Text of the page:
Last week I had an open house in Sela about the new features and improvements of WCF 4.
The video recordings of the lecture have been uploaded to Sela’s webcast site. You can register to the website, and after receiving your username and password, you can watch the videos from the following link.
If you only want to download the presentation and the demo’s source code, you can download it from here.
There is a known problem with Visual Studio 2010: when you open a context menu in the Solution Explorer it doesn’t always get expanded to fill to available height of the screen and you get a vertical scrollbar. On top of that, sometimes the mouse scroll doesn’t work also, and you have to move the cursor to the up/down arrows to scroll it yourself, which only adds to the frustration.
Usually I work with high resolutions (1920x1080) and the context-menu is shown without a scroll so I’m not that bothered with this problem, but when I give presentations and I have to lower my computer’s resolution this problem really bugs me.
Fortunately, the people at Microsoft Connect understood that this is annoying and passed the problem to the Visual Studio group who came up with a hotfix to solve this problem. After installing the hotfix, the context menu is expanded to the required height:
BTW, if you take a closer look at the clock in both picture – that is about the amount of time (10 minutes!!) it took me to install this hotfix on my computer.
The instructions on this blog states you should install both fixes (VS + WPF), but I currently installed only the Visual Studio hotfix and it works just fine without the other hotfixes (I think the other hotfix is for multiple monitors).
A few months ago, I read this great post about the Portable Extensible Metadata (PEM) of Entity Framework 4. The PEM relies on the extensibility of the entity framework EDM, which enables you to add your own XML content into the EDM. Once placed in the EDM, you can write code that investigates the MetadataWorkspace and do operations according to what you’ve written in the EDM.
One usage for example which is demonstrated in the PEM extension is adding validations to entities and properties, and placing this validation information inside the EDM for later use. To let the developer define the validation rules, the PEM demonstrates another technique – extending the entity framework designer. The entity framework designer is extensible in a way that you can add new properties in the properties window to configure entity types, properties, associations and more; you can even decide if the properties will be applied for the CSDL or the SSDL part of the EDMX. If you want to write your own extensions for the designer, take a look at the designer starter kit.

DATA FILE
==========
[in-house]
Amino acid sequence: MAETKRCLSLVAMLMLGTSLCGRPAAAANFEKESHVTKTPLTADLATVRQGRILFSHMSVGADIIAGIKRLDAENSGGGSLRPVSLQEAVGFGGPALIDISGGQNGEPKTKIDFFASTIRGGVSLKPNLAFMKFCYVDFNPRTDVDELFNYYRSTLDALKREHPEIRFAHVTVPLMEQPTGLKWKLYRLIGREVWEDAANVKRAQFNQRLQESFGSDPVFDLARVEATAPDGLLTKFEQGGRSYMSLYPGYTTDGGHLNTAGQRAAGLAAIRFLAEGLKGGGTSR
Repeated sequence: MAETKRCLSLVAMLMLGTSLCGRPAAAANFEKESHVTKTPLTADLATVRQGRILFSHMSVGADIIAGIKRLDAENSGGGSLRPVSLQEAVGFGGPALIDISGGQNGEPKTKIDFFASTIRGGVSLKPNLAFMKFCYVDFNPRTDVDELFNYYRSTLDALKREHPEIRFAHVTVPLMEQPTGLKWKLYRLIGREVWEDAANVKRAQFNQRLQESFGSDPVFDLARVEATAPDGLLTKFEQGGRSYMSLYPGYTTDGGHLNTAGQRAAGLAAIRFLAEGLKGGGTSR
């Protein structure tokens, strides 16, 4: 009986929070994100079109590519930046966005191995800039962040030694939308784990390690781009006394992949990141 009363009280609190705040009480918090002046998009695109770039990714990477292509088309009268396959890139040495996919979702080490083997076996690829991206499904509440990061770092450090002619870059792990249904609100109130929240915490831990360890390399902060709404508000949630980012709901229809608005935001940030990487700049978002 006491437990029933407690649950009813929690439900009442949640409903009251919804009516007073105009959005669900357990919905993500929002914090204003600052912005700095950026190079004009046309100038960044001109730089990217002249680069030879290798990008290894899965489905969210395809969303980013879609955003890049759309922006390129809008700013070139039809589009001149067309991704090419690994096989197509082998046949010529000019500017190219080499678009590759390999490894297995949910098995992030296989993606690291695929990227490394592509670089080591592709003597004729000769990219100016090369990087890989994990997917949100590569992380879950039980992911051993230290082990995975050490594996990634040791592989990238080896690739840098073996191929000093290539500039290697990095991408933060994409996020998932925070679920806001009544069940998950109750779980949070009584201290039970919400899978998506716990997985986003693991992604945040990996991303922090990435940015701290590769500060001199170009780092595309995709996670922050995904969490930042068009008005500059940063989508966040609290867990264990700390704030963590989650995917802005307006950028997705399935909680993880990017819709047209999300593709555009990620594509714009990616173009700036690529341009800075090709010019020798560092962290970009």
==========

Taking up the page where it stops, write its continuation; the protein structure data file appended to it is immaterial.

One thing that people noted about the PEM extension which also bothered me – the extension includes a new T4 template that creates C# validation code according to the validation rules it finds in the EDMX, but this code is simply “hard-coded” IF statements; it would be a great if the T4 could instead use the validation rules to apply data annotations to the generated entity classes, just like you can do with EF Code-Only.
So … I sat down and wrote a template for that purpose. I admit, I didn’t invest too much time in this, and didn’t cover all the validation types, but if you have use for this template, I’m sure you can add the missing pieces (if you do, I’d be happy if you can send me your updated template).
The template itself is based on the Self-Tracking template to which I’ve added some code to generate data annotation attributes for every primitive property.
Once your entities have data annotations, you can use them for example in ASP.NET MVC or Silverlight, and gain the automatic validation mechanism. You can also write another T4 to create validation methods that manually calls the System.ComponentModel.DataAnnotations.Validator class so you can validate you entities on the server side, for example before saving them to the DB (I might publish another post in the future with a sample template that does this).
To use the template, download the SelfTrackingWithDataAnnotationsCSharp.zip file and place it in the item templates folder under your documents folder (I recommend you reopen VS after you copy the file):
%userprofile%\Documents\Visual Studio 2010\Templates\ItemTemplates\Visual C#
Once you place the zip file in the folder (do not extract it, place it as it is), you’ll be able to add a new item called “ADO.NET Self-Tracking Entity Generator + Data Annotations” to your project (sorry for the length).
You can also add this file by right-clicking in an opened EDMX file and selecting “Add Code Generation Item…”.
Feel free to edit the template and improve it for your needs.